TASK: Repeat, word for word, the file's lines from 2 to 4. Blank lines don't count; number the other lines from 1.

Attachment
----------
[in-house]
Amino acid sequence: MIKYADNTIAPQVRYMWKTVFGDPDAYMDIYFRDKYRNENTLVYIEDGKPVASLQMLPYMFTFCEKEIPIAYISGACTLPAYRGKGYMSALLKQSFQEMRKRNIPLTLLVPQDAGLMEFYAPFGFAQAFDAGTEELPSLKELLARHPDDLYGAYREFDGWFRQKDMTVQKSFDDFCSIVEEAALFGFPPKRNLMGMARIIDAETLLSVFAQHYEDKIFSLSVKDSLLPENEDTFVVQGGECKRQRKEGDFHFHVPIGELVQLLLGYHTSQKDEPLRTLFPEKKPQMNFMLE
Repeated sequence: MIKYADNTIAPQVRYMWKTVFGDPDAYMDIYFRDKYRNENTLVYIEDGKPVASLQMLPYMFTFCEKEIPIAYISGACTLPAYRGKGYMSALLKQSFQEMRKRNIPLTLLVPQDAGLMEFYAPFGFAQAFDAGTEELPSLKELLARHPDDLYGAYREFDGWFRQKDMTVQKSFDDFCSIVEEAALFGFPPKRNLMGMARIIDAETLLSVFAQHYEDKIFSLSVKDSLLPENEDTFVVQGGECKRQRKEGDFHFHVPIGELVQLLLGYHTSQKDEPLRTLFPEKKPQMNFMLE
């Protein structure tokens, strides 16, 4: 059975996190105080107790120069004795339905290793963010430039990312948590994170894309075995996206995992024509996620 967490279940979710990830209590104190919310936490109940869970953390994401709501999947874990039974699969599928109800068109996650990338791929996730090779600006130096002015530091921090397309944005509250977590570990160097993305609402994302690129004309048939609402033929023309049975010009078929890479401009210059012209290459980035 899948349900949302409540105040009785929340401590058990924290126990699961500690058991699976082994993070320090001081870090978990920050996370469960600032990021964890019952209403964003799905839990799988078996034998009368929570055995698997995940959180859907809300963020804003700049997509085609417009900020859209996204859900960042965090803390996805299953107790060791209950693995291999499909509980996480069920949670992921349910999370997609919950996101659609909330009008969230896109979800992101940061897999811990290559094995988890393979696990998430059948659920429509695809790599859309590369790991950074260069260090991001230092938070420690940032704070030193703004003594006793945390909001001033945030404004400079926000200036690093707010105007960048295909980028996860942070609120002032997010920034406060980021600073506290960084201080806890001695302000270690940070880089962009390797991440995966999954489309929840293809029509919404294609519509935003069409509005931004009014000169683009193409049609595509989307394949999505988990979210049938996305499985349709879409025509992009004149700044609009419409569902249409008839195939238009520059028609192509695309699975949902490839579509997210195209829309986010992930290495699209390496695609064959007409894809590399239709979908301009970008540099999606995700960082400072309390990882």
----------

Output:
Amino acid sequence: MIKYADNTIAPQVRYMWKTVFGDPDAYMDIYFRDKYRNENTLVYIEDGKPVASLQMLPYMFTFCEKEIPIAYISGACTLPAYRGKGYMSALLKQSFQEMRKRNIPLTLLVPQDAGLMEFYAPFGFAQAFDAGTEELPSLKELLARHPDDLYGAYREFDGWFRQKDMTVQKSFDDFCSIVEEAALFGFPPKRNLMGMARIIDAETLLSVFAQHYEDKIFSLSVKDSLLPENEDTFVVQGGECKRQRKEGDFHFHVPIGELVQLLLGYHTSQKDEPLRTLFPEKKPQMNFMLE
Repeated sequence: MIKYADNTIAPQVRYMWKTVFGDPDAYMDIYFRDKYRNENTLVYIEDGKPVASLQMLPYMFTFCEKEIPIAYISGACTLPAYRGKGYMSALLKQSFQEMRKRNIPLTLLVPQDAGLMEFYAPFGFAQAFDAGTEELPSLKELLARHPDDLYGAYREFDGWFRQKDMTVQKSFDDFCSIVEEAALFGFPPKRNLMGMARIIDAETLLSVFAQHYEDKIFSLSVKDSLLPENEDTFVVQGGECKRQRKEGDFHFHVPIGELVQLLLGYHTSQKDEPLRTLFPEKKPQMNFMLE
């Protein structure tokens, strides 16, 4: 059975996190105080107790120069004795339905290793963010430039990312948590994170894309075995996206995992024509996620 967490279940979710990830209590104190919310936490109940869970953390994401709501999947874990039974699969599928109800068109996650990338791929996730090779600006130096002015530091921090397309944005509250977590570990160097993305609402994302690129004309048939609402033929023309049975010009078929890479401009210059012209290459980035 899948349900949302409540105040009785929340401590058990924290126990699961500690058991699976082994993070320090001081870090978990920050996370469960600032990021964890019952209403964003799905839990799988078996034998009368929570055995698997995940959180859907809300963020804003700049997509085609417009900020859209996204859900960042965090803390996805299953107790060791209950693995291999499909509980996480069920949670992921349910999370997609919950996101659609909330009008969230896109979800992101940061897999811990290559094995988890393979696990998430059948659920429509695809790599859309590369790991950074260069260090991001230092938070420690940032704070030193703004003594006793945390909001001033945030404004400079926000200036690093707010105007960048295909980028996860942070609120002032997010920034406060980021600073506290960084201080806890001695302000270690940070880089962009390797991440995966999954489309929840293809029509919404294609519509935003069409509005931004009014000169683009193409049609595509989307394949999505988990979210049938996305499985349709879409025509992009004149700044609009419409569902249409008839195939238009520059028609192509695309699975949902490839579509997210195209829309986010992930290495699209390496695609064959007409894809590399239709979908301009970008540099999606995700960082400072309390990882």